As a personal preference, I like to throttle down the cream to 3/4 parts instead of 1; some flavors just can't stand up to so much cream. I wouldn't be against advising you to throw in some bitters whenever you can. Also, I find that if you want to use a syrup instead of a liqueur, take a 1/2 part away from the sweet proportion and give it back to the hard spirit, making the new ratio 1.5:0.5:1 instead of 1:1:1. With that, you could start using combos like rum and falernum, or gin and raspberry syrup, etc.

Anyway, before I go, I'll throw in my own Alexander variation to get the party started. Do yourself a favor and pick up some cream on the way home and give this ratio a try tonight. You'll have a lot of fun. Oh, and leave the half-and-half for the morning coffee. If you think you can make a lighter and healthier Alexander with half-and-half instead of cream, you're wrong.

So, the next time you're at a frat party(aren't you a little old for that, anyway?) and some wasted homey in flip-flops and a t-shirt hands you a plastic red cup full of goopy nonsense which, he boasts, contains over 4 different kinds of Bacardi flavored rums, remain confident that flying by the seat of your mixologic pants doesn't always have to end in disaster.



1 oz Appleton Estate V/X (or other gold rum)
1 oz blue curacao
.75 oz cream

Shake with ice, strain into a cocktail glass. Garnish with (blue) maraschino/brandied cherry.

Monday, July 27, 2009

The Cask: Part 2

It's been about 2 months since I've put some of Wasmund's un-aged rye spirit into my little aging cask, which you can read about here.

According to heresay, the whiskey is about halfway done toward being appropriately aged. So of course, I'd like to monitor the spirit's progress. I turned the cask's nozzle to let loose some of the liquor. The color now is that of a gold rum, and perhaps about 2/3 as dark as I expect it will be in the end.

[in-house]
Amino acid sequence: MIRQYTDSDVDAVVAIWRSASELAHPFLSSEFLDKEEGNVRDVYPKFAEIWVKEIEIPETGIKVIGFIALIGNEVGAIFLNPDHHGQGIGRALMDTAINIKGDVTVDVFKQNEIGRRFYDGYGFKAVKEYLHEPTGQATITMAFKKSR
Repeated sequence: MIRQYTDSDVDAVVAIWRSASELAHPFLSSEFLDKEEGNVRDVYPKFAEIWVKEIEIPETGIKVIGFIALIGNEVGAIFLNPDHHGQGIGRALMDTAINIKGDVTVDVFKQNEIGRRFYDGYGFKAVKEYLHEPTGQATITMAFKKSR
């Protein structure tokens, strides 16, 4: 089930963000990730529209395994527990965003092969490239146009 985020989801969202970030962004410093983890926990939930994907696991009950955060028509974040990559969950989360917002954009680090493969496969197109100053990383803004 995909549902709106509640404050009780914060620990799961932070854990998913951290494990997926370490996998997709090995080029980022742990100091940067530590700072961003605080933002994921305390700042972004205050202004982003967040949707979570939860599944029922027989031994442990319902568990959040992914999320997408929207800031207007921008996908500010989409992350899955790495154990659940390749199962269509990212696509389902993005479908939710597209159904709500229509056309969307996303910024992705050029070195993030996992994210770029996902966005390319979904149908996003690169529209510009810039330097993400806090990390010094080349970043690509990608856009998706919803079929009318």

The smell of the spirit so far is still fairly strong... I imagine it's still fairly high above 80 proof, and will even stay so after a few more months; alcohol still wafts boldly from the cup. The aroma is mostly of smokey butterscotch, which is certainly not one that I've smelled on any whiskey before. Near the end, the slightest whiff of traditional rye whiskey comes through, finally.

The sip doesn't burn as much as it did when it was clear in color, about 2 months ago... now it's just warming, like a whiskey should be. My guess is that it's about 100 proof right now. As soon as it hits the tongue, there's a fleeting sweetness. The fullest flavor in the spirit is still that pungent rye which blooms on the tongue, and it's not without a touch of fruitiness, staying long after you swallow. Smoke again fills the throat once it's gone.

This would be quite an interesting spirit, if something like this were sold, but it's still a bit too fiery and bold, not unlike a tequila. I would indeed say that this stuff is halfway aged to something apropos, and perhaps a bit less than halfway toward perfection.... but that's a different post. :)


Sunday, July 12, 2009

Original Sweet Tea Vodka Cocktails